There were 31 molecules of phophospholipids in HFD mice, and five in STAM mice, with levels that significantly increased in 12 weeks compared to 8 weeks (Fig. 5 and Supplemental Table 2). Of these, 13 molecules were PC, and two of these molecules increased in abundance in both HFD and STAM mice (17:0/20:4PC and 18:0/18:1PC, Supplemental Fig. 5). The increase in the other 11 molecules, which include 18:1/20:4PC and 18:0/22:6PC, was observed only in HFD mice.

Figure 5: Venn diagrams of the number of phospholipids, sphingolipids and neutral lipid molecules that were statistically significantly different in abundance between STAM (upper panel) and HFD (lower panel) mice at 8 and 12 weeks.
Figure 5

Increased: 12 weeks > 8 weeks, decreased; 12 weeks < 8 weeks.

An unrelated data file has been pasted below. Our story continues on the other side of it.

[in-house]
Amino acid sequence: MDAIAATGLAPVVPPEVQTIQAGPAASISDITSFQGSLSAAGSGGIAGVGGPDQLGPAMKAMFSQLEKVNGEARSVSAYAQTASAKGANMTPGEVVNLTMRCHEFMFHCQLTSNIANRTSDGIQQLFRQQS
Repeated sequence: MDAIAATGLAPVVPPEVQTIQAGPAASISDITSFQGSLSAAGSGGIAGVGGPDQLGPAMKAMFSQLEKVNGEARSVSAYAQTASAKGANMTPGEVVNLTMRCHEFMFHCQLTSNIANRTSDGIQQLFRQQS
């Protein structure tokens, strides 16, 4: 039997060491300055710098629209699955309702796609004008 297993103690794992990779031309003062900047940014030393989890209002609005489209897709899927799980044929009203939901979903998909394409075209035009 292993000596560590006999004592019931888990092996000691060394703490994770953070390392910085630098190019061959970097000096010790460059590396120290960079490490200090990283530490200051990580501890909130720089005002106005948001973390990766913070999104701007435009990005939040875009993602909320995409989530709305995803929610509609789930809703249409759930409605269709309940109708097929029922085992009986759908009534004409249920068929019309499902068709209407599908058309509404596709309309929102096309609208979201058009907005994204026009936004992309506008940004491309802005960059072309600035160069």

On the other hand, seven PC molecules in HFD mice, and 12 in STAM mice, significantly decreased between 8 and 12 weeks. Of these, six molecules, including 18:2/20:4PC, 18:2/22:6PC and 20:4/20:4 PC, diminished in STAM mice only.

As for arachidonate and its metabolites, all five molecules detected were unchanged between 8 week- and 12 week-old STAM mice (Supplemental Fig. 4a), while they diminished in age-matched HFD mice (Supplemental Fig. 4b).


In the present study, we compared overall lipid profiles of mice at different stages of NASH progression. We used the STAM mouse, a unique diabetic mouse model with NASH that resembles the human disease in various aspects. We analysed STAM mice at the NASH (8 weeks) and fibrosis (12 weeks) stage, and compared them with control HFD mice, which only developed simple steatosis. The notable features of NASH included (1) elevated sphingolipids; (2) decreased DGs and TGs; (3) relative decrease and increase in the levels of palmitate and stearate as phospholipid side chains, respectively; and (4) increased relative abundance of COX metabolites from arachidonate. On the other hand, we observed the following characteristics in fibrosis compared with NASH: (1) increase in Cars and major DG molecules; and (2) unchanged PI, which is increased in HFD control mice.